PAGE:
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San Diegans' poignant stories

Farmworkers, poor kids in Southeast, short people, Indian family tragedy, street kids

In her shoes, Judith Wilson measures four feet, no inches. When she was two, her parents’ physician diagnosed achondroplasia.
  • In her shoes, Judith Wilson measures four feet, no inches. When she was two, her parents’ physician diagnosed achondroplasia.
  • Image by Robert Burroughs

Fear, sweat, and profit

By the time the caravan once again pulled out onto Black Mountain Road, only twenty-seven Mexicans had been captured — fewer than, two per agent. But it was still early in the morning, and now we headed west toward Interstate 5. I asked Connell what would happen to the money owed the field hands we had arrested.

By Jeannette DeWyze, July 12, 1984 Read full article

Ben Tufuku. By 1979 there were three black gangs. “Today there are approximately seven black gangs — Lincoln Park, Piru, 5/9 Brims, West Coast, Neighborhood, Syndo, Ghosttown.”

Ben Tufuku. By 1979 there were three black gangs. “Today there are approximately seven black gangs — Lincoln Park, Piru, 5/9 Brims, West Coast, Neighborhood, Syndo, Ghosttown.”

At the corner of poverty and crime

“You may not have a clear picture of why a youngster gets into a gang,” said Tukufu, his voice spiraling upward once more. He listed reasons — a desire for identity, need for protection, camaraderie. “Ever’body wants to claim something, wants to be a part of something. Gangs offer that. They also offer opportunities for advancement within the neighborhood and recognition.”

By Judith Moore, Sept. 18, 1986 Read full article

“One thing about youngsters, if you explain it and at the same time offer a replacement, they’ll go for it."

“One thing about youngsters, if you explain it and at the same time offer a replacement, they’ll go for it."

At the corner of poverty and crime, part 2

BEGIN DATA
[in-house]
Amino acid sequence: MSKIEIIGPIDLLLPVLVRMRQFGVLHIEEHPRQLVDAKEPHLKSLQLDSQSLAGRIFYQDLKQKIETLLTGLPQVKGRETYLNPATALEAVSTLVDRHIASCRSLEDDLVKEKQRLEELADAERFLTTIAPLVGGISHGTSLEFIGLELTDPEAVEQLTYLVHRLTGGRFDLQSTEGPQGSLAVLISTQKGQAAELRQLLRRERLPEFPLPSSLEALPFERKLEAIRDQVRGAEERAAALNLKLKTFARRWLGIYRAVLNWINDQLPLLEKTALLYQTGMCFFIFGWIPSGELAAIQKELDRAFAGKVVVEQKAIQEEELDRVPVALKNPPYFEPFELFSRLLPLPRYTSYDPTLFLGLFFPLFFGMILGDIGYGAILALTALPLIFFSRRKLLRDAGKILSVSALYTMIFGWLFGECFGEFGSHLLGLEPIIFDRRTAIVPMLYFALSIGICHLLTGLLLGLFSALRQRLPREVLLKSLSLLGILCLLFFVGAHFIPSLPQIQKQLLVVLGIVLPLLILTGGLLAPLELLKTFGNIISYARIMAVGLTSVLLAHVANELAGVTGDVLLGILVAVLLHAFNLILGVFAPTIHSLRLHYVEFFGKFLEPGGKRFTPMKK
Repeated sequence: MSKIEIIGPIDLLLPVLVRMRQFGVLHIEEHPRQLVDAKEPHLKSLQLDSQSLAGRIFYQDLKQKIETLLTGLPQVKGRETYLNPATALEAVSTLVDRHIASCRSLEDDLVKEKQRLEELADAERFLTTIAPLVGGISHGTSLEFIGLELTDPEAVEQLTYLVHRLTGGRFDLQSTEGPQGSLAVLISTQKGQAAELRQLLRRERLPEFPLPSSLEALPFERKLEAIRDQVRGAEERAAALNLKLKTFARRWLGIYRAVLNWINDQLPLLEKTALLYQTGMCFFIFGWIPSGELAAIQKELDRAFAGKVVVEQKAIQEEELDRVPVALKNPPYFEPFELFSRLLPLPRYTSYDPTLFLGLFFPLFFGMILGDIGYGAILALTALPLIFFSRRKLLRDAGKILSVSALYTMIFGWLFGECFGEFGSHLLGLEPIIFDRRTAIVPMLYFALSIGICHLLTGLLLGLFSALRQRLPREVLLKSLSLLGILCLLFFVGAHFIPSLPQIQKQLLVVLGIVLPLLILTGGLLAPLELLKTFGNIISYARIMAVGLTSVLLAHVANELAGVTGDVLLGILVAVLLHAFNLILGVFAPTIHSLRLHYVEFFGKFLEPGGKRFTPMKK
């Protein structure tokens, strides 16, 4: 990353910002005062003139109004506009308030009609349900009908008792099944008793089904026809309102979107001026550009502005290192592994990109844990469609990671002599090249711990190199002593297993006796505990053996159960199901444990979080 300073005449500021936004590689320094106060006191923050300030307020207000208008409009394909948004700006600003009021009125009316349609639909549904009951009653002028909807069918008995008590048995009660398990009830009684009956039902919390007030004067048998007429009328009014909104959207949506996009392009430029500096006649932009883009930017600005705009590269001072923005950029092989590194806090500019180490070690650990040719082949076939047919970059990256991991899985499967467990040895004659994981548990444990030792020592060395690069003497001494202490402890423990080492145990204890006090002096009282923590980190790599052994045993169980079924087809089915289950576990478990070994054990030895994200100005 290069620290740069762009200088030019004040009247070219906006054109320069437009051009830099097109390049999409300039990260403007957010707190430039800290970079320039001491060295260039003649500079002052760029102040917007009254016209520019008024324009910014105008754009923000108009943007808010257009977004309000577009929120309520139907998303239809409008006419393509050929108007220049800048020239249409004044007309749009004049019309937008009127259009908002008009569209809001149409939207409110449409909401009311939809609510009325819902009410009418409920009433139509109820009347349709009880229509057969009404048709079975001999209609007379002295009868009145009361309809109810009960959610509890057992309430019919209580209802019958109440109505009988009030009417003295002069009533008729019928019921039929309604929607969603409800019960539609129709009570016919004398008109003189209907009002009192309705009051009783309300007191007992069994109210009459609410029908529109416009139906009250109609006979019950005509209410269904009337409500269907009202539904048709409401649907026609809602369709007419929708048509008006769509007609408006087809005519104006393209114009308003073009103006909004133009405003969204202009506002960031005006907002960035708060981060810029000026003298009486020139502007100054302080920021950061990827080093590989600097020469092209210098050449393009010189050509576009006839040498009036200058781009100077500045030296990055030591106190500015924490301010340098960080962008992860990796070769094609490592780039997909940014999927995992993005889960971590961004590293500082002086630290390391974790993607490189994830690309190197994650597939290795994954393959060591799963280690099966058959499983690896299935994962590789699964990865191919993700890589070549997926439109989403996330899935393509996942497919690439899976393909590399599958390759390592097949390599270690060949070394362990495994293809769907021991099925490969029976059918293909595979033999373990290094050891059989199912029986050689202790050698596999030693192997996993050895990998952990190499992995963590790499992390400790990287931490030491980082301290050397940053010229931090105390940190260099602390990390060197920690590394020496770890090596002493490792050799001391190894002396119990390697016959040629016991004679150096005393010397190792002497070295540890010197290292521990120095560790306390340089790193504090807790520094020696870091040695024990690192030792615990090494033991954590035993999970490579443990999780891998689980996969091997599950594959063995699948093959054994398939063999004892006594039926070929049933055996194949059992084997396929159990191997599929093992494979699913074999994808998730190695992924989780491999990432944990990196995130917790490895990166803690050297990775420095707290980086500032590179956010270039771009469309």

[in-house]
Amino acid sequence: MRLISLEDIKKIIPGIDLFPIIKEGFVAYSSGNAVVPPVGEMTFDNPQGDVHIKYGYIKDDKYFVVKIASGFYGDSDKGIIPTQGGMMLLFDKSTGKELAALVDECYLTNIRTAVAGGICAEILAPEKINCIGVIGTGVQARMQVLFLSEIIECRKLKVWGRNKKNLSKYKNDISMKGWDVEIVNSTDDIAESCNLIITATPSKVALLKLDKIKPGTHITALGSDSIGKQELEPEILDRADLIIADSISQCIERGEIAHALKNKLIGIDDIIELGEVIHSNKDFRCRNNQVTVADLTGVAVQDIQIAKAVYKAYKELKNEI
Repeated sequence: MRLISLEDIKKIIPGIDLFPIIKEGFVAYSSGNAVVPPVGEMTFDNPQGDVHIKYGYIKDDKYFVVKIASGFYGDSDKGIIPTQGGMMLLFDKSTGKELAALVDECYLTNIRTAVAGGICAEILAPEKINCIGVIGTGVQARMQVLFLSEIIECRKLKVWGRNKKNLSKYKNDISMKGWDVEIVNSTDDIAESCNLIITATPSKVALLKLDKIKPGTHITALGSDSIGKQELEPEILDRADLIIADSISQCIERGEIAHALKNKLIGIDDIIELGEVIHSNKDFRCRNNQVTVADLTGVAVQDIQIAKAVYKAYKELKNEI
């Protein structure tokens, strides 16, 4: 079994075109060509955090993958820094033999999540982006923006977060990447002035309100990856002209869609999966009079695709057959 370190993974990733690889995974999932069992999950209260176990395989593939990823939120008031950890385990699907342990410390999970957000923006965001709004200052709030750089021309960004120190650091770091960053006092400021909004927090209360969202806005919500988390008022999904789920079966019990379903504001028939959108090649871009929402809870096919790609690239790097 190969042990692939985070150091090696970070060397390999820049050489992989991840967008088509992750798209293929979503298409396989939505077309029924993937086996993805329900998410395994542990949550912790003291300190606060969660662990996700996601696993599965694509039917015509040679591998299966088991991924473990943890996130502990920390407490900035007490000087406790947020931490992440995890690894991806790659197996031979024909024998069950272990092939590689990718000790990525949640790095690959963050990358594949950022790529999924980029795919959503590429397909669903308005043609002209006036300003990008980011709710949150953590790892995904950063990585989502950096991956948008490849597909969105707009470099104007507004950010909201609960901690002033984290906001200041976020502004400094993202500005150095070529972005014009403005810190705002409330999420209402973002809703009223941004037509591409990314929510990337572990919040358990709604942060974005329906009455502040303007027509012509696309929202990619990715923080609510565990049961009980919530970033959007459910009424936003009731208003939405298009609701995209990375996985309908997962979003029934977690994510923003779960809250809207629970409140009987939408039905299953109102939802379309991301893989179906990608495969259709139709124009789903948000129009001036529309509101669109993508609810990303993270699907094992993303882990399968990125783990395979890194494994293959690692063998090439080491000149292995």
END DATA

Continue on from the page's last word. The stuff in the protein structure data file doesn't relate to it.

Bennie lives in the area claimed by 5/9, a group sometimes called 5/9 Brims or Brimsters. They wear red and call each other “Blood.” Bennie does not call his group a gang. He speaks of it as “the set” or “the family.” He also calls his neighborhood “the set.... It’s like a family,” he said. “I don’t think of it like a gang, but like protecting my neighborhood."

By Judith Moore, Sept. 25, 1986 Read full article

Vince Vella: “I’m a perfect miniature man.”

Vince Vella: “I’m a perfect miniature man.”

Two kinds of little people in San Diego

Vella speaks of achondroplastic dwarfs as “achondros” and midgets, or pituitary dwarfs, as “pituitaries” and says a certain standoffishness had always existed between achondros and pituitaries. “And,” he added, “Achondros don’t tend to marry pituitary types.”

By Judith Moore, Feb. 12, 1987 Read full article

As their injuries healed, the children returned to their classes at Francis Parker School.

As their injuries healed, the children returned to their classes at Francis Parker School.

Return flight

There were men, several uniformed men, screaming, waving guns, ordering everyone to freeze. Somehow they had managed to sneak onto the airfield, then had leaped out and clambered up the entry ramp, weapons blasting. The Singh family, in the first few seats of the economy class, sat petrified.

By Jeannette DeWyze, July 9, 1987 Read full article

"Market Street is rough. The park is safer. Bunch of fags there. They don’t like to fight.”

"Market Street is rough. The park is safer. Bunch of fags there. They don’t like to fight.”

Wasted

Crystal is named in recognition of her daily habit. The girl wearing the Mickey Mouse sweat shirt has a tattoo on her left arm. It says “Baby I.” Some guy from Twelfth Avenue tattooed her, she says. “Because Baby l’s my street name. Don’t get me mixed up with Baby 2. I’m Baby 1. See,” she points to it proudly. “It’s right next to my knife scar.”

By Sue Garson, July 28, 1988 Read full article

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